Rethinking the Notion that Ryan Kesler is a “Puck Hog”

After posting two consecutive seventy-point seasons, including a 2009-10 campaign that saw him post 50 assists, Ryan Kesler’s offensive production dropped by about 20 points during the 2011-12 NHL campaign. If you asked fans of the team, one of the major reasons for Kesler’s drop in production (outside of the fact that he rushed back from an injury, and was hobbled throughout the final three months of the regular season) was his seeming reluctance to pass the puck. The most common criticism I’ve heard: "Kesler has fallen in love with his shot."

In January, with the Canucks’ possession numbers cratering and secondary scoring nowhere to be found outside of Cody Hodgson, headcoach Alain Vigneault publicly called out his two-way ace for hogging the puck. According to his coach, it was imperative that Ryan Kesler "use the players around him more," a public accusation that Ryan Kesler bristled at.

Looking over some new data on "Puck Hogging" posted by Benjamin Wendorf over at, it appears that Kesler’s annoyance at Alain Vigneault’s criticism may have been entirely justified. 

Read on past the jump.

Here’s how Benjamin summarized his methodology and findings over at NHLNumbers on Wednesday:

I was looking across forwards with 20+ games the last five years and decided to add a metric, where I took the shots attempted (technically, it would be like "Fenwick attempted"; shots plus missed shots) while a player was on the ice and determined what percentage of those shots were attempted by the player. This percentage of attempted shots (%AttSh) was my way of saying, "Okay, I don’t care what line you’re on, or where you start on the ice…how many of the shots are your doing?" At the time, I was more interested in seeing if it was a stable metric for fantasy hockey prediction; if it was, I could consider it a marker of player behavior, or talent, and use it to predict how many shots a player might take. I was also interested in labeling people "puck hogs."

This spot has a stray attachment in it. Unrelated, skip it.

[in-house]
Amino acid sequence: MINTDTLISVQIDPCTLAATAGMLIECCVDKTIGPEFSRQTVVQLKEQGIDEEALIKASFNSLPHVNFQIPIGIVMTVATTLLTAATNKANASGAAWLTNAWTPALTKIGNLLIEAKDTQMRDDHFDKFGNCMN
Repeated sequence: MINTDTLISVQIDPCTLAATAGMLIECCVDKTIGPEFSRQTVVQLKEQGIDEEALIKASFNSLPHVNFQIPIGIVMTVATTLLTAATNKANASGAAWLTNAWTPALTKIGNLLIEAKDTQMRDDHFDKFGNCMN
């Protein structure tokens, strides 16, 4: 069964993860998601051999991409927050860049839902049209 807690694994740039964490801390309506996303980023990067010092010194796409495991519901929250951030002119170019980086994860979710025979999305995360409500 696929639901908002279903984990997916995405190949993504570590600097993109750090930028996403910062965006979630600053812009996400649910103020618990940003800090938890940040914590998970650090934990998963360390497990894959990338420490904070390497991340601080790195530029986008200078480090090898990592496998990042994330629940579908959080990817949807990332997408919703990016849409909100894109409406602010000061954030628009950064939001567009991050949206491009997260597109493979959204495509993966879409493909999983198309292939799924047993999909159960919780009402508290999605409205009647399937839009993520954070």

In summary, Ben was trying to figure out the frequency with which a particular player takes shots relative to his teammates when he’s on the ice. He looked a bit deeper and found that "puck-hogging" – or the act of an individual skater taking a disproportionate number of their teams shots, relative to their teammates when they’re on the ice – is something that players tend to repeatedly, season after season, like a bad habit.

Ben then broke-down which players dominate the shot-count the most when they’re on the ice, and Ryan Kesler didn’t crack the top-25. However, one of his line-mates did: shooting percentage outlier David Booth. By the numbers, Booth took the 18th highest percentage of his own teams shots when he was on the ice of any player who has played 20 games over the past five seasons. 

Kesler didn’t show up in the top-25 at all, though he did make it onto another one of Ben’s list, and this one may surprise you. Ben looked at every players shooting percentage relative to the shooting percentage of their teammates, and attempted to crudely figure out which players were shooting too often (to the detriment of their team), which players should’ve shot more, and which players were right in the sweet spot, expertly picking their spots. Kesler, despite the criticisms of his performance last season from Canucks fans and Vancouver sports media, made the third list.

Realistically, Ben’s numbers don’t account for things like "the player tried to weave through three defenders and turned the puck over" or "ignored a teammate on a two-on-one," but I still find his findings compelling. Ryan Kesler’s wrist shot is legitimately dangerous, and there’s no doubt that he’s a better shooter than the likes of Mason Raymond, Chris Higgins and David Booth (his most frequent line-mates last season). So why shouldn’t he be taking the bulk of Vancouver’s shots when the second line is on the ice, really? 

Moreover if we use Ben’s "shots attempted" stat, it looks like Ryan Kesler’s newfound "puck-hogging" habit is neither newfound nor real at all. In fact, the evidence would lead me to suspect that the "Kesler is a puck hog" narrative is entirely a figment of the collective imagination. Here’s Kesler’s shots attempted broken down over the past three seasons:

Ryan Kesler Canucks AttSh Kesler AttSh AttSh%
2009-10 872 213 24.4%
2010-11 931 237 25.5%
2011-12 848 206 24.3%

As you can see, the numbers suggest that Kesler was actually more generous with the puck at even-strength in 2011-12, than he was during his 50 assist campaign. Those amateur psychoanalysts who think Kesler has exhibited a "do it all myself" mentality since singlehandedly defeating the Nashville Predators in the 2010-11 Western Conference Semifinals, might want to give it a rest.